Conductor Marin Alsop inspires arts education group in speech at Playhouse Square

Marin Alsop
The Plain Dealer

By Zachary Lewis 

CLEVELAND, Ohio -- Living proof of art's inspirational power came to Playhouse Square Tuesday, in the form of renowned conductor Marin Alsop.

In her keynote address on the 2014 Creative Voices Arts Education Day, the artist relayed how her passion for music led her all the way to the top of the Baltimore Symphony Orchestra, and to the record books. She also spoke of what she's doing now to stoke that fire in others.

"Playing an instrument gave focus to my life," Alsop told a large group organized by the Cleveland Arts Education Consortium. "You have to work at something to become expert at it."

Born to musical parents, Alsop joked that she was brought into the world to play piano for her parents, who played strings. Like her father, however, she gravitated to the violin, and pursued the instrument all the way to the Juilliard School.

Meanwhile, inspired by Leonard Bernstein, Alsop also developed an interest in conducting, only to be informed early on that "girls don't do that." Little could she have known that later she'd go down in history as the first female music director of a major American orchestra.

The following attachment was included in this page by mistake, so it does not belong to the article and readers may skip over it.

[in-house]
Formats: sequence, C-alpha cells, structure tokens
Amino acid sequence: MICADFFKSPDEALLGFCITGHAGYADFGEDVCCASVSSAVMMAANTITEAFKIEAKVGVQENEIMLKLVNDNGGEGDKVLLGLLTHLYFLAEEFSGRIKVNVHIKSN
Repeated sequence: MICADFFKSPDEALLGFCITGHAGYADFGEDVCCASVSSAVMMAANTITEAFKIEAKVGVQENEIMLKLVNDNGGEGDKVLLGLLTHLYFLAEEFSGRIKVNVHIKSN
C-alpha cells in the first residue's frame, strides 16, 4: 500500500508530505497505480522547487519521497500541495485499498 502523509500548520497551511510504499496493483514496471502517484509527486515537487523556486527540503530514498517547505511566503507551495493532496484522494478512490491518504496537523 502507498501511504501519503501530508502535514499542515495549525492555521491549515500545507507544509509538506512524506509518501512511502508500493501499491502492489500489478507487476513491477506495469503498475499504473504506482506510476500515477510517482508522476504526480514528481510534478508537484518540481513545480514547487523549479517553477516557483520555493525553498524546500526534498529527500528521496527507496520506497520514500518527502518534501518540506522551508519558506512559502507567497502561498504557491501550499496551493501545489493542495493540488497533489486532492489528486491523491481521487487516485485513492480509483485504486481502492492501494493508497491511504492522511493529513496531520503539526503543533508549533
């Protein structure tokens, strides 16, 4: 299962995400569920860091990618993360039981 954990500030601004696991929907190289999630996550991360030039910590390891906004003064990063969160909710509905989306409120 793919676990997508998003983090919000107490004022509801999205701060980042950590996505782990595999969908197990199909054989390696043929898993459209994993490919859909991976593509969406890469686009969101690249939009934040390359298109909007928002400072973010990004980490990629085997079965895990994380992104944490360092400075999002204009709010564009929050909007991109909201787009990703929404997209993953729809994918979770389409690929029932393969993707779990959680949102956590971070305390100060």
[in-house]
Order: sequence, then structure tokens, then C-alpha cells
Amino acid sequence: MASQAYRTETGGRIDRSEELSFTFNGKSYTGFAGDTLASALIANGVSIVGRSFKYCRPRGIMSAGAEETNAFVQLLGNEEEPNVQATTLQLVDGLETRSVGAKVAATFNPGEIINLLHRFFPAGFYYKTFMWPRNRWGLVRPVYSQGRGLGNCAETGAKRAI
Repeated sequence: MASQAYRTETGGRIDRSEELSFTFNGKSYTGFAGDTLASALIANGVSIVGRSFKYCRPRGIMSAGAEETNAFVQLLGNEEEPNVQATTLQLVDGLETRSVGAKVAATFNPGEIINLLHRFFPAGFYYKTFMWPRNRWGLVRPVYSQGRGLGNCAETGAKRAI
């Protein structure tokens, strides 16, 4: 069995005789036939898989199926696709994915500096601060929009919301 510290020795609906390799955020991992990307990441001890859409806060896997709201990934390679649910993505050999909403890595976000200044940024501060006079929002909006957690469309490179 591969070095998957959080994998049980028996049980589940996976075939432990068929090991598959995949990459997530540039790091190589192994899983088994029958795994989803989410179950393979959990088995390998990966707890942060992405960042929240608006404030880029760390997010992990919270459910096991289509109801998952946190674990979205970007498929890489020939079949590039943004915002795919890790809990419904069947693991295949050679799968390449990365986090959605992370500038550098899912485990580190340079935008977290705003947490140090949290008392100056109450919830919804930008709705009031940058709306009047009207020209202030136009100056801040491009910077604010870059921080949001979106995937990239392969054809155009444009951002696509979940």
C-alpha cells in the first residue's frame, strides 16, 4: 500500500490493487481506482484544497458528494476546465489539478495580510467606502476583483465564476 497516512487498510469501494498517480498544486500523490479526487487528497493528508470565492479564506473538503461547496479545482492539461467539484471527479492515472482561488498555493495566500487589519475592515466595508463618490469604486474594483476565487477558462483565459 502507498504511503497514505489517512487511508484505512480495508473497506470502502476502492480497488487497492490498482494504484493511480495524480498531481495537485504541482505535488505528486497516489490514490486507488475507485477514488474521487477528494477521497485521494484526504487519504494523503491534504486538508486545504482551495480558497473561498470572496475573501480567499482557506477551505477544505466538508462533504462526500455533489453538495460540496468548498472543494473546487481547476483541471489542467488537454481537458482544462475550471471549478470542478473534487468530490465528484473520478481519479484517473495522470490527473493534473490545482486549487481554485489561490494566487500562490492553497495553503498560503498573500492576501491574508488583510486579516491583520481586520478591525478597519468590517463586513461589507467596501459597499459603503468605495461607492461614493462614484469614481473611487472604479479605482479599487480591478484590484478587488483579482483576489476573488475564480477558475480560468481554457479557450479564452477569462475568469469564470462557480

"I was devastated," recalled the conductor in a video preceding her warmly received speech onstage at the State Theatre. "It felt like the end of my career."

Constrained, too, by the rigors of orchestral life, Alsop branched out on her own. After college, she founded a swing ensemble called String Fever and an orchestra called Concordia dedicated to American crossover music.

Conducting also grew more and more viable, thanks in part to her father's gift of a lifetime's supply of homemade batons. Several applications to the Tanglewood Music Center led to a life-changing encounter with Bernstein, and to directorships in Oregon and Colorado, giving her the bona fides she needed.

"He was my hero," Alsop said of Bernstein. "He exceeded all my expectations. He believed in me."

In Baltimore, pushback by the BSO musicians at her appointment in 2005 led Alsop to address what she called the "dysfunctional" elements of classical music and education.

Beginning with funds awarded her by the MacArthur Foundation, the conductor, who made her Cleveland Orchestra debut in 2011, launched a music program in Baltimore's public schools, connecting players to students and putting instruments in the hands of children who otherwise might never have the chance to take lessons.

It's this, Alsop said, for which she'd most like to be remembered. While many conductors hope to have a long-term impact on the orchestras they lead, Alsop said she'd like her legacy to be generations of talented, educated, music-loving adults.

"Watching kids connect with music, I think that's the greatest thing," she said. "It's our responsibility to create a world that celebrates the best of the human race."